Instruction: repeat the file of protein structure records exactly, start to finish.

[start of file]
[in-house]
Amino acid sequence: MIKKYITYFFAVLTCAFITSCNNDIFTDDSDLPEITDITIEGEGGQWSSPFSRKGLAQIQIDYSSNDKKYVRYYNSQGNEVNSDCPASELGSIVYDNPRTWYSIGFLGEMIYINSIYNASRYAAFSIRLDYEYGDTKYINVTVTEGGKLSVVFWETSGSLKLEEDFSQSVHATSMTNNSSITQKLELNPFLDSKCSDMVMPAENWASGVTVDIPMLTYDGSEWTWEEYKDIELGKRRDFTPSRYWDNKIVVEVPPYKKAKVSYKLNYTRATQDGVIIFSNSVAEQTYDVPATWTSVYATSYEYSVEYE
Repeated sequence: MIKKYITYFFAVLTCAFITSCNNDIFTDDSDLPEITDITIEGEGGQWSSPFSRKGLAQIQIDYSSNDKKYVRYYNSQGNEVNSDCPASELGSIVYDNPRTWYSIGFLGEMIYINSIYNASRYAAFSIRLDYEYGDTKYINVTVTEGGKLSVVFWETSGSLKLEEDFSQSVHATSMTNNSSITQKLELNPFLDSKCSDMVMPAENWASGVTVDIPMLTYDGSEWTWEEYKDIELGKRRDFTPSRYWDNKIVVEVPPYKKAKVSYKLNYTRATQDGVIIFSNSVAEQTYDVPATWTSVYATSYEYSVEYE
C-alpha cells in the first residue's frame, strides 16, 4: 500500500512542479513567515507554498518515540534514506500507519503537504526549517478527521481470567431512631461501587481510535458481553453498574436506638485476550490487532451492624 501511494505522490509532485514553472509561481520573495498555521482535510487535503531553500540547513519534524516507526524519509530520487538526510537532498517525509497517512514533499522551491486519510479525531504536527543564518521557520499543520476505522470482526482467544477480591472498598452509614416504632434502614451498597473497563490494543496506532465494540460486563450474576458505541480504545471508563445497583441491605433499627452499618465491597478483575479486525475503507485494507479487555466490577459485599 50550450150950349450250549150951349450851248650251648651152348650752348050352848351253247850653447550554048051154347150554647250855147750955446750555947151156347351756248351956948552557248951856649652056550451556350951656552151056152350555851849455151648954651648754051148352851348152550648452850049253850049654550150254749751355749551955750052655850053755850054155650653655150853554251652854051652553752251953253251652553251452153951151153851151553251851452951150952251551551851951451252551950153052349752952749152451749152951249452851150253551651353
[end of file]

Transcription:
[in-house]
Amino acid sequence: MIKKYITYFFAVLTCAFITSCNNDIFTDDSDLPEITDITIEGEGGQWSSPFSRKGLAQIQIDYSSNDKKYVRYYNSQGNEVNSDCPASELGSIVYDNPRTWYSIGFLGEMIYINSIYNASRYAAFSIRLDYEYGDTKYINVTVTEGGKLSVVFWETSGSLKLEEDFSQSVHATSMTNNSSITQKLELNPFLDSKCSDMVMPAENWASGVTVDIPMLTYDGSEWTWEEYKDIELGKRRDFTPSRYWDNKIVVEVPPYKKAKVSYKLNYTRATQDGVIIFSNSVAEQTYDVPATWTSVYATSYEYSVEYE
Repeated sequence: MIKKYITYFFAVLTCAFITSCNNDIFTDDSDLPEITDITIEGEGGQWSSPFSRKGLAQIQIDYSSNDKKYVRYYNSQGNEVNSDCPASELGSIVYDNPRTWYSIGFLGEMIYINSIYNASRYAAFSIRLDYEYGDTKYINVTVTEGGKLSVVFWETSGSLKLEEDFSQSVHATSMTNNSSITQKLELNPFLDSKCSDMVMPAENWASGVTVDIPMLTYDGSEWTWEEYKDIELGKRRDFTPSRYWDNKIVVEVPPYKKAKVSYKLNYTRATQDGVIIFSNSVAEQTYDVPATWTSVYATSYEYSVEYE
C-alpha cells in the first residue's frame, strides 16, 4: 500500500512542479513567515507554498518515540534514506500507519503537504526549517478527521481470567431512631461501587481510535458481553453498574436506638485476550490487532451492624 501511494505522490509532485514553472509561481520573495498555521482535510487535503531553500540547513519534524516507526524519509530520487538526510537532498517525509497517512514533499522551491486519510479525531504536527543564518521557520499543520476505522470482526482467544477480591472498598452509614416504632434502614451498597473497563490494543496506532465494540460486563450474576458505541480504545471508563445497583441491605433499627452499618465491597478483575479486525475503507485494507479487555466490577459485599 50550450150950349450250549150951349450851248650251648651152348650752348050352848351253247850653447550554048051154347150554647250855147750955446750555947151156347351756248351956948552557248951856649652056550451556350951656552151056152350555851849455151648954651648754051148352851348152550648452850049253850049654550150254749751355749551955750052655850053755850054155650653655150853554251652854051652553752251953253251652553251452153951151153851151553251851452951150952251551551851951451252551950153052349752952749152451749152951249452851150253551651353